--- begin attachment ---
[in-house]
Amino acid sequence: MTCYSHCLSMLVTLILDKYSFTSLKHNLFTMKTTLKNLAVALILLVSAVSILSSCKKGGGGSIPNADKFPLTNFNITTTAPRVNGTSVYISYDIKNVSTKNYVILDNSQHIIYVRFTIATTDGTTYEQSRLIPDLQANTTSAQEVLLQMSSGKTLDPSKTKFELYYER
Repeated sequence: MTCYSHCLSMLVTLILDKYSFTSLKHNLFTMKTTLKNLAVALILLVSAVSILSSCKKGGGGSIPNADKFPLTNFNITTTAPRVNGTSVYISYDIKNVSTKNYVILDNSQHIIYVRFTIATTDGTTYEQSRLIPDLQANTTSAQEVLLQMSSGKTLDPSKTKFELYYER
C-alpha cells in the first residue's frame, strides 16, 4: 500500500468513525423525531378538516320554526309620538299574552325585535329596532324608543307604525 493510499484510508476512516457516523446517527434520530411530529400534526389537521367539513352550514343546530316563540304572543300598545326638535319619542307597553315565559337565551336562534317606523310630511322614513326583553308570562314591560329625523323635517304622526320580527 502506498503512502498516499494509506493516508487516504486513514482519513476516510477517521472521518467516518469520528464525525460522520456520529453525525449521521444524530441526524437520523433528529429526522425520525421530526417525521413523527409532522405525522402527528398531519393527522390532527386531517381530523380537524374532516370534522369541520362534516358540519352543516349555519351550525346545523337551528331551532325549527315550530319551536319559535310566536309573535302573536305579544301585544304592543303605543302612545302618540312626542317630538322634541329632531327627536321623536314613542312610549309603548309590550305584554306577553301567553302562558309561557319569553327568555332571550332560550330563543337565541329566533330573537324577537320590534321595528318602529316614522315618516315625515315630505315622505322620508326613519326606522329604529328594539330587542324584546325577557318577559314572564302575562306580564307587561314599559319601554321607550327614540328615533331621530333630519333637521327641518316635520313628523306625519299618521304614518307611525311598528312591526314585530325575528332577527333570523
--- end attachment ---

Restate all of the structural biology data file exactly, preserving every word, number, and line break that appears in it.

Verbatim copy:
[in-house]
Amino acid sequence: MTCYSHCLSMLVTLILDKYSFTSLKHNLFTMKTTLKNLAVALILLVSAVSILSSCKKGGGGSIPNADKFPLTNFNITTTAPRVNGTSVYISYDIKNVSTKNYVILDNSQHIIYVRFTIATTDGTTYEQSRLIPDLQANTTSAQEVLLQMSSGKTLDPSKTKFELYYER
Repeated sequence: MTCYSHCLSMLVTLILDKYSFTSLKHNLFTMKTTLKNLAVALILLVSAVSILSSCKKGGGGSIPNADKFPLTNFNITTTAPRVNGTSVYISYDIKNVSTKNYVILDNSQHIIYVRFTIATTDGTTYEQSRLIPDLQANTTSAQEVLLQMSSGKTLDPSKTKFELYYER
C-alpha cells in the first residue's frame, strides 16, 4: 500500500468513525423525531378538516320554526309620538299574552325585535329596532324608543307604525 493510499484510508476512516457516523446517527434520530411530529400534526389537521367539513352550514343546530316563540304572543300598545326638535319619542307597553315565559337565551336562534317606523310630511322614513326583553308570562314591560329625523323635517304622526320580527 502506498503512502498516499494509506493516508487516504486513514482519513476516510477517521472521518467516518469520528464525525460522520456520529453525525449521521444524530441526524437520523433528529429526522425520525421530526417525521413523527409532522405525522402527528398531519393527522390532527386531517381530523380537524374532516370534522369541520362534516358540519352543516349555519351550525346545523337551528331551532325549527315550530319551536319559535310566536309573535302573536305579544301585544304592543303605543302612545302618540312626542317630538322634541329632531327627536321623536314613542312610549309603548309590550305584554306577553301567553302562558309561557319569553327568555332571550332560550330563543337565541329566533330573537324577537320590534321595528318602529316614522315618516315625515315630505315622505322620508326613519326606522329604529328594539330587542324584546325577557318577559314572564302575562306580564307587561314599559319601554321607550327614540328615533331621530333630519333637521327641518316635520313628523306625519299618521304614518307611525311598528312591526314585530325575528332577527333570523